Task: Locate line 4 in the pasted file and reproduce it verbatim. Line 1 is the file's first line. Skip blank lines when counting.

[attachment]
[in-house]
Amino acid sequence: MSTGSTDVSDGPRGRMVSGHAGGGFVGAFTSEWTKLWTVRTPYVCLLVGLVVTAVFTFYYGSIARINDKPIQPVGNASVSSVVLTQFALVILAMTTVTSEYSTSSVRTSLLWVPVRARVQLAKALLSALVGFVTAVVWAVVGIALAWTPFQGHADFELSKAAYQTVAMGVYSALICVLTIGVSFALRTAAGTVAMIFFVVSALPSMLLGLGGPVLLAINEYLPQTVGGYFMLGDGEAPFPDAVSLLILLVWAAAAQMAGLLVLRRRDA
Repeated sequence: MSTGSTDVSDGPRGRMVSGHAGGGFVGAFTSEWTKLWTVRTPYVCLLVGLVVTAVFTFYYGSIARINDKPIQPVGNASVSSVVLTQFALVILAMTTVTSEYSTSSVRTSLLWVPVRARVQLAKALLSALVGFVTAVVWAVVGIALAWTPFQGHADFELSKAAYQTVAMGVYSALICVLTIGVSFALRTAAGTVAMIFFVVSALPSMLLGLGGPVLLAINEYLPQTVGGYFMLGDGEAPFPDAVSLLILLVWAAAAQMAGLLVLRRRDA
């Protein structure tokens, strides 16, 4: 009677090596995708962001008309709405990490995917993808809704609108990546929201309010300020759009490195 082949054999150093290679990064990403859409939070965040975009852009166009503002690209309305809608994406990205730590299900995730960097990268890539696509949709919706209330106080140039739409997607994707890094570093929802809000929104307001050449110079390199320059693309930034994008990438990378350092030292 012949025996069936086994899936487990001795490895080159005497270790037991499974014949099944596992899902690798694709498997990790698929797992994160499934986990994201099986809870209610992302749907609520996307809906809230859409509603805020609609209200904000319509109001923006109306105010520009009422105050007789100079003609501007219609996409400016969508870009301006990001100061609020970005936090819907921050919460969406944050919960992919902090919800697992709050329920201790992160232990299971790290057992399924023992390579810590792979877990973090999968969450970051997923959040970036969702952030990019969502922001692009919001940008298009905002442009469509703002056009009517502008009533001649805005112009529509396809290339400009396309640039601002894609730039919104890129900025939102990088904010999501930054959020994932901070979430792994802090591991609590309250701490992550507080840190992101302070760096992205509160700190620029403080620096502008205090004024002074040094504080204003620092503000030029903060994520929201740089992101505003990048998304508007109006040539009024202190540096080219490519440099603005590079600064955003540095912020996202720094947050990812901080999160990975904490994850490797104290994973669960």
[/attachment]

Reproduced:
């Protein structure tokens, strides 16, 4: 009677090596995708962001008309709405990490995917993808809704609108990546929201309010300020759009490195 082949054999150093290679990064990403859409939070965040975009852009166009503002690209309305809608994406990205730590299900995730960097990268890539696509949709919706209330106080140039739409997607994707890094570093929802809000929104307001050449110079390199320059693309930034994008990438990378350092030292 012949025996069936086994899936487990001795490895080159005497270790037991499974014949099944596992899902690798694709498997990790698929797992994160499934986990994201099986809870209610992302749907609520996307809906809230859409509603805020609609209200904000319509109001923006109306105010520009009422105050007789100079003609501007219609996409400016969508870009301006990001100061609020970005936090819907921050919460969406944050919960992919902090919800697992709050329920201790992160232990299971790290057992399924023992390579810590792979877990973090999968969450970051997923959040970036969702952030990019969502922001692009919001940008298009905002442009469509703002056009009517502008009533001649805005112009529509396809290339400009396309640039601002894609730039919104890129900025939102990088904010999501930054959020994932901070979430792994802090591991609590309250701490992550507080840190992101302070760096992205509160700190620029403080620096502008205090004024002074040094504080204003620092503000030029903060994520929201740089992101505003990048998304508007109006040539009024202190540096080219490519440099603005590079600064955003540095912020996202720094947050990812901080999160990975904490994850490797104290994973669960």